Campground Etiquette - Page 3 - Fiberglass RV


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Old 08-03-2017, 03:49 PM   #29
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Couple of things after reading all the posts...

Here in south Georgia and Florida the state birds might as well be the skeeters...in my experience campfires help a lot in keeping them at bay and the gnats too...when they are really bad we also burn several citronella candles and a thermocell. I also cook over an open fire almost every camping trip some of the best meals I have had are done over an open fire...but I do make sure the fire is out or down to nothing but a few coals before bed...I am a night out and like sitting around the fire til around midnight, very relaxing to me.

I do keep 1 sting of soft lights lit at night so if we have a need to exit the camper any time after dark we can see where we are stepping, it is snake country where we camp...to me it is a safe practice...is that considered bad etiquette? I thought all campers had curtains or blinds to keep out unwanted light, my tents always were positioned so the openings were not facing adjacent campsites...
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Old 08-03-2017, 04:31 PM   #30
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Johnny, regarding the lights, I'd say "When in Rome..." That is the essence of courtesy- to blend in with local norms.

I've been in developed campgrounds with lots of ambient lighting at night: bathhouses, security lights, porch lights on campers... In that setting, I don't think anyone would notice your string of lights. I've been other places where it's pretty dark at night and skywatching is one of the attractions. There it would be considerate to turn them off. A flashlight pointed toward the ground is the old-fashioned solution for midnight forays.

We often open windows and curtains at night for ventilation and to enjoy nighttime sounds and sky as we drop off to sleep. Our first time to South Carlsbad Beach State Park we stayed at a site that was about 30 feet from an intersection. The crosswalk automatically cycled with the light and had an audible alert for the visually impaired. Annoying, but nothing to do with campground etiquette!
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Old 08-03-2017, 04:55 PM   #31
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Originally Posted by Glenn Baglo View Post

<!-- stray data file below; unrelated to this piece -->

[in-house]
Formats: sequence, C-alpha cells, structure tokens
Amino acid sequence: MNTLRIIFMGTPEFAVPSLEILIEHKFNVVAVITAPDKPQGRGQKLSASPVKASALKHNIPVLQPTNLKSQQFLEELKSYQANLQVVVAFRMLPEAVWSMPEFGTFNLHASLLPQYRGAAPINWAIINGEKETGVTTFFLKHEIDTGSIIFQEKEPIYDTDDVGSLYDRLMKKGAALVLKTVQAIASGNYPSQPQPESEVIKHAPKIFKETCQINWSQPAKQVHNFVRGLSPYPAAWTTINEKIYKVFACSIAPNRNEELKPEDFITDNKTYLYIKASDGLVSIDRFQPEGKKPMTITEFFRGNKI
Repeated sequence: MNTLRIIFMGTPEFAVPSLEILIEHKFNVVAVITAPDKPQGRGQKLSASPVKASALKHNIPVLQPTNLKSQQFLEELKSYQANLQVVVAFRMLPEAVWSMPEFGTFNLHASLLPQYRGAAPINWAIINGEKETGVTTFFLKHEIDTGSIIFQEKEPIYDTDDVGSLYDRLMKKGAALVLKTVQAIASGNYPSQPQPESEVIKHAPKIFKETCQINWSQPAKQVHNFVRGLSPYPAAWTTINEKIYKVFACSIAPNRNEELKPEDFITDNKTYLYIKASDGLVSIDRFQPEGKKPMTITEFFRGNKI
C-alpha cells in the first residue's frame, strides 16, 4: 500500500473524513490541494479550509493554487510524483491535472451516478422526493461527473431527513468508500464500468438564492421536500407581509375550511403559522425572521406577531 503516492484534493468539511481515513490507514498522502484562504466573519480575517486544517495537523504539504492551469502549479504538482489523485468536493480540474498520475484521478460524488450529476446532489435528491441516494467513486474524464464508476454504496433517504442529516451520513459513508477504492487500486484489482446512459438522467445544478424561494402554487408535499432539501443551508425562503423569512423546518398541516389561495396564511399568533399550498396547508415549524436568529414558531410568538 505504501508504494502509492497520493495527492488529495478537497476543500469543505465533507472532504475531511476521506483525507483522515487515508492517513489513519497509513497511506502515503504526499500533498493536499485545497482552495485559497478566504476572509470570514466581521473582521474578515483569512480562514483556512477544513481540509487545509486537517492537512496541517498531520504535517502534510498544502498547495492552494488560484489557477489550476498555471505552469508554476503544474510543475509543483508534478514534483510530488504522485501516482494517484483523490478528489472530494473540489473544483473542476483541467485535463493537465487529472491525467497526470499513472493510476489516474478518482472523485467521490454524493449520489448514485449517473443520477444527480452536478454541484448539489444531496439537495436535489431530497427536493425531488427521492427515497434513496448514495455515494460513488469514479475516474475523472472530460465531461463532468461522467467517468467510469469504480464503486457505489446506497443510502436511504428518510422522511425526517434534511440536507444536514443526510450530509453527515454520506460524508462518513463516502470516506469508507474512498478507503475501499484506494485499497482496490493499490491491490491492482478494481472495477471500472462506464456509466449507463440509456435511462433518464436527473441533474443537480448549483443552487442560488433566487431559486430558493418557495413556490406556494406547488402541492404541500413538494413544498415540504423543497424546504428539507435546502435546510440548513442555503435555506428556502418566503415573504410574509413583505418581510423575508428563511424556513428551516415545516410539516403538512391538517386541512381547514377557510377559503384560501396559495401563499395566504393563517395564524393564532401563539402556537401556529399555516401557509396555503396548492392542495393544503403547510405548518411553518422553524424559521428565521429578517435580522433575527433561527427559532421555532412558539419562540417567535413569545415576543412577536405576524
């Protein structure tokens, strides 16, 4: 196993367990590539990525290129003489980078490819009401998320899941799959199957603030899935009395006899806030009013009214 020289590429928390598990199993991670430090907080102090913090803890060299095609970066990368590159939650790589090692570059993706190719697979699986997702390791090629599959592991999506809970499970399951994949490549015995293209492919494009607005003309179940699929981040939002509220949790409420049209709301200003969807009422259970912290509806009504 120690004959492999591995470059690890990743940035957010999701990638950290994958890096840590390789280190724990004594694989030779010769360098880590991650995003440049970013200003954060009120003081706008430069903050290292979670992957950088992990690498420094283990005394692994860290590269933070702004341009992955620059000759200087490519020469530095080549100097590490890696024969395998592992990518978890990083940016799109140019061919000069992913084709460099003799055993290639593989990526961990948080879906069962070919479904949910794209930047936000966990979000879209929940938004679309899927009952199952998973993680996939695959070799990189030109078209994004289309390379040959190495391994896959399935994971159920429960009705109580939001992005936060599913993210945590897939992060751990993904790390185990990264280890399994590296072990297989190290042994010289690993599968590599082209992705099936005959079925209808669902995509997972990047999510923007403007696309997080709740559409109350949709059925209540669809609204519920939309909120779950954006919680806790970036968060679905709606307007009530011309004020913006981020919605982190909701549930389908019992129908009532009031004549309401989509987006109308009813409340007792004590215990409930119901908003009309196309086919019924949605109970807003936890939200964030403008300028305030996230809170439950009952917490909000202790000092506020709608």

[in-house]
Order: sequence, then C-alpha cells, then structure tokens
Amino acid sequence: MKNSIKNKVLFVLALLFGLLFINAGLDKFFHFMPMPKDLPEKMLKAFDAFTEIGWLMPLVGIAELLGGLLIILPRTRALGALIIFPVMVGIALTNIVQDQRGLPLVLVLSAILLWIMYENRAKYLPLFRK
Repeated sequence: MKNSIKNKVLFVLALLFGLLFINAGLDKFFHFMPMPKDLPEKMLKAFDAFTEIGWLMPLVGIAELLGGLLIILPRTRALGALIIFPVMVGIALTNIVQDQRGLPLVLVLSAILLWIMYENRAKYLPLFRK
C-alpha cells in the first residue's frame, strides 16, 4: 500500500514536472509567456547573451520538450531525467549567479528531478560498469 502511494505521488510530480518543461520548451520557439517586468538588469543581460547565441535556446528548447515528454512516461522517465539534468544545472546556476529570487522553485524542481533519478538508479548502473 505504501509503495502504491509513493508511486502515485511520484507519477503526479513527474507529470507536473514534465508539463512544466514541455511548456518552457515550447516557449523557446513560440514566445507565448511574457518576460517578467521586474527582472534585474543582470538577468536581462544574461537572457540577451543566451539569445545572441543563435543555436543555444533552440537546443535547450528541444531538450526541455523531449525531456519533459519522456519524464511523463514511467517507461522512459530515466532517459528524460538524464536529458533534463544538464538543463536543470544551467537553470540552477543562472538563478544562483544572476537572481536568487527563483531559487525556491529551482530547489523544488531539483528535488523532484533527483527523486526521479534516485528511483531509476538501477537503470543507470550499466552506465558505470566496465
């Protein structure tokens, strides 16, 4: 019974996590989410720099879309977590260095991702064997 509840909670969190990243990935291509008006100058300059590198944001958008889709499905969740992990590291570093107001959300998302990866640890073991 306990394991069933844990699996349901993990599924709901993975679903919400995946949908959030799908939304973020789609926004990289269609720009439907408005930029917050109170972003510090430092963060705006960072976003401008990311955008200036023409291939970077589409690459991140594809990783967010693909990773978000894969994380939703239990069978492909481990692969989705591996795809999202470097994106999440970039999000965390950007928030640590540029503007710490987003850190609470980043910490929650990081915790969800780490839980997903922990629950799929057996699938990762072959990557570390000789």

There was a significant improvement in air quality when BC Parks stopped providing free firewood many years ago.
How I wish camp fires to be banned everywhere...
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Old 08-03-2017, 05:19 PM   #32
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Originally Posted by Jon in AZ View Post
Johnny, regarding the lights, I'd say "When in Rome..." That is the essence of courtesy- to blend in with local norms.

I've been in developed campgrounds with lots of ambient lighting at night: bathhouses, security lights, porch lights on campers... In that setting, I don't think anyone would notice your string of lights. I've been other places where it's pretty dark at night and skywatching is one of the attractions. There it would be considerate to turn them off. A flashlight pointed toward the ground is the old-fashioned solution for midnight forays.

We often open windows and curtains at night for ventilation and to enjoy nighttime sounds and sky as we drop off to sleep. Our first time to South Carlsbad Beach State Park we stayed at a site that was about 30 feet from an intersection. The crosswalk automatically cycled with the light and had an audible alert for the visually impaired. Annoying, but nothing to do with campground etiquette!

Ah yes the joys of camping in State Parks and RV Resorts.
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Old 08-03-2017, 08:30 PM   #33
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This thread was an interesting read.

I've only one caution, for what it's worth. Spending a significant portion of my life in law enforcement gave me a whole new perspective on what people are capable of. Sure, folks who camp and RV are generally pretty pleasant, but I'd highly recommend against moving anything from an adjacent campsite - like burning fire logs while the neighbor is sitting around them.